A streetcar you'll desire
Festival time in New Orleans is looming and if you fancy visiting during Mardi Gras (February) or Jazz Fest (April and May), now's the time to book. At any time of year, however, this city is dedicated like no other to eating, drinking and having a good time. A few handy hints will help you suck the very best out of The Big Easy, like a Louisiana crawfish from its shell.
The historic French Quarter is where you'll want to stay, and there's a huge range of hotels, guesthouses and B&Bs. The best address in town, though, is the Omni Royal Orleans Hotel.
Half a block from the hotel is Brennan's, renowned for having one of America's most indulgent breakfast menus. A typical Brennan's breakfast goes like this: Brandy Milk Punch; Southern baked apple doused in cream and served with cinnamon toast and chicory-laced coffee; crabmeat omelette with sauteed mushrooms; and Bananas Foster - one whole banana sliced lengthways, flambeed in white rum, banana liqueur and brown sugar, served over vanilla ice cream.
It's just a few minutes' walk from the restaurant to the streetcar stop on Canal Street, where you can embark on one of America's quintessential urban rail journeys. In operation since 1835, this is the world's oldest streetcar line. It runs through the Garden District, past dozens of grand 19th century houses, fronted by ornate lead-light windows and stately columns and verandas. Rattle past Loyola University before hopping off at Audubon Park for a stroll to the Mississippi River or a visit to the zoo.
Returning to the French Quarter, you might be ready to lunch Louisiana-style at Acme Oyster House. Its sign, reading 'waitress available sometimes', sums up the organised chaos of this French Quarter institution. Grab a stool at the bar, where oyster shuckers whip open shells and scatter oysters onto trays as fast as you can slurp them down. Follow these briny bivalves with a fried shrimp and oyster 'po' boy' (the definitive Louisiana fast food - a half baguette with filling and salad). They've also got Creole favourites such as seafood gumbo, jambalaya, red beans and rice, fried crawfish and fried soft-shell crab.
For a city famous for its food, it's a good thing New Orleans is also made for walking. Laid out as a simple grid, it's possible to spend days here exploring just a few square blocks. Meander along Royal Street, popping into art galleries, fashion shops, antique stores, sculpture showrooms and strange boutiques selling voodoo charms and handmade jewellery.
A civilised afternoon's stroll should include a decent coffee and, given that Louisiana was a European colony for almost a century, it's not surprising that coffee plays a key role here. Sadly, most of the old bohemian-style coffee houses are long gone, and Starbucks is encroaching fast, but Cafe Rose Nicaud continues to be the roaster of choice for a crowd of loyal locals.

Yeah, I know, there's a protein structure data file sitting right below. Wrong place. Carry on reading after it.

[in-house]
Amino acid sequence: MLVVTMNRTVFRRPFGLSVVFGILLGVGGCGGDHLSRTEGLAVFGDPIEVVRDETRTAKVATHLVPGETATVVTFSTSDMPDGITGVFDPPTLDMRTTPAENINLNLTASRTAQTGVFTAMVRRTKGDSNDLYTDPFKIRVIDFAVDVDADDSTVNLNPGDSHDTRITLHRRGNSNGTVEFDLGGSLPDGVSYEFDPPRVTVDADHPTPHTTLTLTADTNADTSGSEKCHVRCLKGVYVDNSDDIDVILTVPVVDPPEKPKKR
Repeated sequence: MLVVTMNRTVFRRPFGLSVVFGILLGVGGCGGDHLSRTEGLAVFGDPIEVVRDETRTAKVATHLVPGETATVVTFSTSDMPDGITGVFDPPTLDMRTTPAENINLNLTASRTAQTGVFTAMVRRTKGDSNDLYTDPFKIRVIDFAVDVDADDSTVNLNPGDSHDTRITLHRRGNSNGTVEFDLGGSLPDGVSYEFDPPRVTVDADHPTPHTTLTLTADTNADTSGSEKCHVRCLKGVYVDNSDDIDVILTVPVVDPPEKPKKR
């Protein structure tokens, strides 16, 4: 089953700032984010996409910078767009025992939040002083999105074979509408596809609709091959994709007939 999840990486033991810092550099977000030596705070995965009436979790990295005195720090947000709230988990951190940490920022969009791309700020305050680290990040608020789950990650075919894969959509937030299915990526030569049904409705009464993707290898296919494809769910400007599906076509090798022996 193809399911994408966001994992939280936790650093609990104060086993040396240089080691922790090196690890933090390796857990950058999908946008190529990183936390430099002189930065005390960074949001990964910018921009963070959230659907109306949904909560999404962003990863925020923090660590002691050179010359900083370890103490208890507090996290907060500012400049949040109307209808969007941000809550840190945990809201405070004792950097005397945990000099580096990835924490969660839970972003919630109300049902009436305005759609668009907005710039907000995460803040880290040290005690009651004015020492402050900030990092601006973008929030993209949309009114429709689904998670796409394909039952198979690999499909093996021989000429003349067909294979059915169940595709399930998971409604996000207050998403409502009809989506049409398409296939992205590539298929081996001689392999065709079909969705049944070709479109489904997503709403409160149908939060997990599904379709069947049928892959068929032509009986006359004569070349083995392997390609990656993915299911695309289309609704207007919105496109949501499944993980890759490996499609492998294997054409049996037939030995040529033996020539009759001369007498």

For dinner, there are numerous Old World restaurants serving a tantalising mix of French, Creole and Cajun cooking, but the best are Arnaud's and Antoine's - labyrinthine complexes from the mid-1800s. Arnaud's Cafe Brulot (coffee laced with brandy, flavoured with orange and cloves and then poured down a flaming coil of orange peel) is a true performance piece, while at Antoine's, you could spend half your evening gazing at all the signed portraits of ex-presidents and movie stars who've dined here.
After dark, the city's world-renowned music scene comes to life. There's no shortage of great venues, but Snug Harbor is my jazz club of choice. The spare interior and lamp-lit tables complement the quality performers. Members of the Marsalis family have long been regulars, and New Orleans natives such as Harry Connick Jnr are known to drop by and jam.
If Dixieland and bebop aren't your thing, head to Uptown for a night at Tipitina's. Don't confuse the city's most venerable venue for blues, soul, rock and reggae (and world headquarters for local legends The Neville Brothers and Dr John) with the franchise version in the French Quarter, which offers none of the grand musical heritage and atmosphere of the original.
A visit to New Orleans would be incomplete without a night out on the city's infamous drunken tourist strip, Bourbon Street. But don't expect the highest standard in pre-mixed drinks, which are sold in plastic 'to-go' cups you can drink on the street; and don't spend the evening wandering up and down looking for 'where the action is' - settle on one place with a decent band and make a night of it there.
Finally, an experience not to be missed is zydeco - a rollicking blend of folk, country and bluegrass whose trademark instrument is a tin washboard strummed by hand with bottle tops over the knuckles. Rock 'n' Bowl: Mid City Lanes hosts zydeco bands on Wednesday and Thursday nights.
Taking it easy
How to get there
United flies from Hong Kong to New Orleans daily via Chicago (www.united.com)
Where to stay
Omni Royal Orleans Hotel www.omnihotels.com
Where to eat
Arnaud's, 813 Bienville Street, French Quarter
Antoine's, 713 St Louis Street, French Quarter
Acme Oyster House, 724 Iberville Street, French Quarter
Brennan's, 417 Royal Street, French Quarter
Cafe Rose Nicaud, 632 Frenchmen Street, Faubourg Marigny
Where to drink
Tipitina's, 501 Napoleon Avenue
Snug Harbor, 626 Frenchmen Street, Faubourg Marigny
Rock 'n' Bowl, 4133 South Carrollton Avenue, Mid City
Mardi Gras 2012 (February 18-21) www.mardigrasneworleans.com
Jazz Fest 2012 (April 27-May 6) information and tickets, www.nojazzfest.com